Kayaking: Baggaley says 'silly mistake' behind 15-month drug ban

SYDNEY - World champion kayaker Nathan Baggaley says he feels vindicated despite a decision to ban him for 15 months for the use of performance-enhancing steroids.

The Court of Arbitration for Sport has found the dual Olympic silver medallist guilty after testing positive to stanozolol and methandienone in an out-of-competition test in September.

The 29-year-old Baggaley told the hearing the banned substances entered his system unbeknown to him, via a glass of orange juice.

The court accepted that claim and downgraded Baggaley's punishment from two years to 15 months.

"It's been a long couple of months and to be honest the main thing for me is that I wanted to keep my credibility and to have the judge acknowledge that I wasn't a cheat, that I wasn't knowingly taking prohibited substances," Baggaley said.

"I ... still got a sanction but it has been diminished so it's not the full two years so I acknowledge ... that it was a silly mistake, I'll live by it now.

"But the best thing is that I feel I've cleared my name."

All of Baggaley's previous results will stand, including his silver medals in the K1 and K2 500m events at the Athens Olympics.

The ban will not severely affect his Beijing 2008 campaign as he will only miss one season of competition.

"I've been saying for years I'd like a break and I've had 10 years on the Australian team and so a break is overdue," Baggaley said.

"I would have liked to have done it on my terms but maybe at the end of the day I'm going to make this a blessing in disguise, I'm going to have a good break.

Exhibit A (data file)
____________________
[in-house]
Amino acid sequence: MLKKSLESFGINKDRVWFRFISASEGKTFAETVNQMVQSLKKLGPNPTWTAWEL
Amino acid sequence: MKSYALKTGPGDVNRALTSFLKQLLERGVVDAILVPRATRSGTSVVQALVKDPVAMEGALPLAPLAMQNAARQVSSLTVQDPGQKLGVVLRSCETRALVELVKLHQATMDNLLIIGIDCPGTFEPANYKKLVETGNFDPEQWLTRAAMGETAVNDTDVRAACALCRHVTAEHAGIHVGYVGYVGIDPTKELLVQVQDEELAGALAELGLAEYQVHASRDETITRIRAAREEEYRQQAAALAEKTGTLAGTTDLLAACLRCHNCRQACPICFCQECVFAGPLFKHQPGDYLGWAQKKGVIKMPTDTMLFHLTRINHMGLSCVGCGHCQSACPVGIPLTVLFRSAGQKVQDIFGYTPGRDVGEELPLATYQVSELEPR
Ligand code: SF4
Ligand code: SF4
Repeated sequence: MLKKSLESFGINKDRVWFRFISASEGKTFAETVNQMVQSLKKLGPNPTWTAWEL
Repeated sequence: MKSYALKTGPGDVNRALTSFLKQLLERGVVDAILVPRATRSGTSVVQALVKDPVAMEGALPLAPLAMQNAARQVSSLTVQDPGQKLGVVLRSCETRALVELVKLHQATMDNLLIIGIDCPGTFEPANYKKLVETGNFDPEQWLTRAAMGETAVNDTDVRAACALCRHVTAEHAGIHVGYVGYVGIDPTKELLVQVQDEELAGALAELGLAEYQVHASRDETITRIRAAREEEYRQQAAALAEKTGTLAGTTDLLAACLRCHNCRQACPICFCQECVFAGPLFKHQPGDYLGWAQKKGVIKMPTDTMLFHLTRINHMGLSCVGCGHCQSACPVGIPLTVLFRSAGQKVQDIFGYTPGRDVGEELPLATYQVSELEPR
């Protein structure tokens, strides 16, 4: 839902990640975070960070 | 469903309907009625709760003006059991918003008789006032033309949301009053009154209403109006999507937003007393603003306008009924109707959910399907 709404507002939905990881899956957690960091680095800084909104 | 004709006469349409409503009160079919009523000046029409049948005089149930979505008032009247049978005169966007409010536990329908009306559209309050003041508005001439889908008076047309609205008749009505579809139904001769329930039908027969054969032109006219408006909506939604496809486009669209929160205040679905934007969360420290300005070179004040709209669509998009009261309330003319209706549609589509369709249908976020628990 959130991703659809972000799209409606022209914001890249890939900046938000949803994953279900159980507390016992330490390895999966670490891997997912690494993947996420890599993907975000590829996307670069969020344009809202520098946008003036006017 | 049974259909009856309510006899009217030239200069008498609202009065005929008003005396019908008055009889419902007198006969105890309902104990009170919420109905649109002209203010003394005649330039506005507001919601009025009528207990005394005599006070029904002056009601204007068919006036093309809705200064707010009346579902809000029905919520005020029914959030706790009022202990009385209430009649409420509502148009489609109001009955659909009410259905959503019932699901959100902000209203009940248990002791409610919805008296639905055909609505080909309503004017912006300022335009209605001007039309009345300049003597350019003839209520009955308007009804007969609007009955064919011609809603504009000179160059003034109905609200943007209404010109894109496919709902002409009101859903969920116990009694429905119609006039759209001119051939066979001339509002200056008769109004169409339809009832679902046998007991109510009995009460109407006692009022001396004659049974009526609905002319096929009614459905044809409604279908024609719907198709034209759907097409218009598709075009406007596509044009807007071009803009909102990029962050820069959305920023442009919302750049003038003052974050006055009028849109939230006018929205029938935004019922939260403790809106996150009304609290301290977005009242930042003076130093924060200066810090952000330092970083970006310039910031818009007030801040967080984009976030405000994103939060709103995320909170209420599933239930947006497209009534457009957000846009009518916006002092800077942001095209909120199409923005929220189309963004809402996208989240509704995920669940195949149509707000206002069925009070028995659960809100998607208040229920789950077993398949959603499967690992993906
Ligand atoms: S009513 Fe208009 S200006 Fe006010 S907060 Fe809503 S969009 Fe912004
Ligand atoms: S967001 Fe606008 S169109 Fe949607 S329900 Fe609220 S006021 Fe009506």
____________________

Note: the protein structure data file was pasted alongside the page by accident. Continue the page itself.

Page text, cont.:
"Trust me, the fire is more alive than ever."

A spokesperson for the court said it would not release a statement on the matter until the full judgment was handed down next month.

The three-time world champion in the K1 500m event had told the hearing he drank orange juice contaminated with stanozolol and methandienone but said others were involved.

He admitted this was "freakish".

"It was kind of a combination of things and it does unfortunately involve others and I don't want to involve them at this stage other than to give the outcome that for me tonight has been a relief," he said.

Baggaley added that he accepted the decision to hand down a ban.

"At the end of the day knowing I'm not a cheat," he said.

"I'd like to get nothing but the fact is they take a very firm stance against drugs and drugs in sport.

"And I do have to acknowledge and I'd expect anyone who does cheat to get a firm penalty so I guess I've got to cop something on the chin and I was partially responsible for the position I was put in."

His legal team said they would wait until the full judgment was handed down before deciding whether to appeal.

Surf Life Saving Australia chief executive Greg Nance said it was unlikely his organisation would appeal against the decision, and that 15 months was fair due to the "mitigating" circumstances.

"For Surf Life Saving, Nathan is one of our elite athletes, he's been an exceptional athlete ... for many years and he's also an Olympian.

"I think he has to reflect now on what has happened, it's in the public domain and he has to deal with that, Nance said."


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